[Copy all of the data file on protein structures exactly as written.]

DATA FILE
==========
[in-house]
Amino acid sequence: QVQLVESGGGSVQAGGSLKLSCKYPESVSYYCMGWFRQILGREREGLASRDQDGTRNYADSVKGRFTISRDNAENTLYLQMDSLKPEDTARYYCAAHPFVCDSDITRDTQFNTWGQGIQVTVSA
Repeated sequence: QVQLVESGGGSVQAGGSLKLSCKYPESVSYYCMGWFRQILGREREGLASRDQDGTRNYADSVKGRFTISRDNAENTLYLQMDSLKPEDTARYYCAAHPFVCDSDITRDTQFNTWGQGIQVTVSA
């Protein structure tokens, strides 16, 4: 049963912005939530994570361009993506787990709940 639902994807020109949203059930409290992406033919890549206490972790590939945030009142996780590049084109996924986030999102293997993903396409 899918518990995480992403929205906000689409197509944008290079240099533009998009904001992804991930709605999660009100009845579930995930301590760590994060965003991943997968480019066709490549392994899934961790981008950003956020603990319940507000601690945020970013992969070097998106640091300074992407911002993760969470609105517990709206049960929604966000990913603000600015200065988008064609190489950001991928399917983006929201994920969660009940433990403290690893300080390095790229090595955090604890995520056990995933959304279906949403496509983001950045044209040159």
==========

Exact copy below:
[in-house]
Amino acid sequence: QVQLVESGGGSVQAGGSLKLSCKYPESVSYYCMGWFRQILGREREGLASRDQDGTRNYADSVKGRFTISRDNAENTLYLQMDSLKPEDTARYYCAAHPFVCDSDITRDTQFNTWGQGIQVTVSA
Repeated sequence: QVQLVESGGGSVQAGGSLKLSCKYPESVSYYCMGWFRQILGREREGLASRDQDGTRNYADSVKGRFTISRDNAENTLYLQMDSLKPEDTARYYCAAHPFVCDSDITRDTQFNTWGQGIQVTVSA
């Protein structure tokens, strides 16, 4: 049963912005939530994570361009993506787990709940 639902994807020109949203059930409290992406033919890549206490972790590939945030009142996780590049084109996924986030999102293997993903396409 899918518990995480992403929205906000689409197509944008290079240099533009998009904001992804991930709605999660009100009845579930995930301590760590994060965003991943997968480019066709490549392994899934961790981008950003956020603990319940507000601690945020970013992969070097998106640091300074992407911002993760969470609105517990709206049960929604966000990913603000600015200065988008064609190489950001991928399917983006929201994920969660009940433990403290690893300080390095790229090595955090604890995520056990995933959304279906949403496509983001950045044209040159």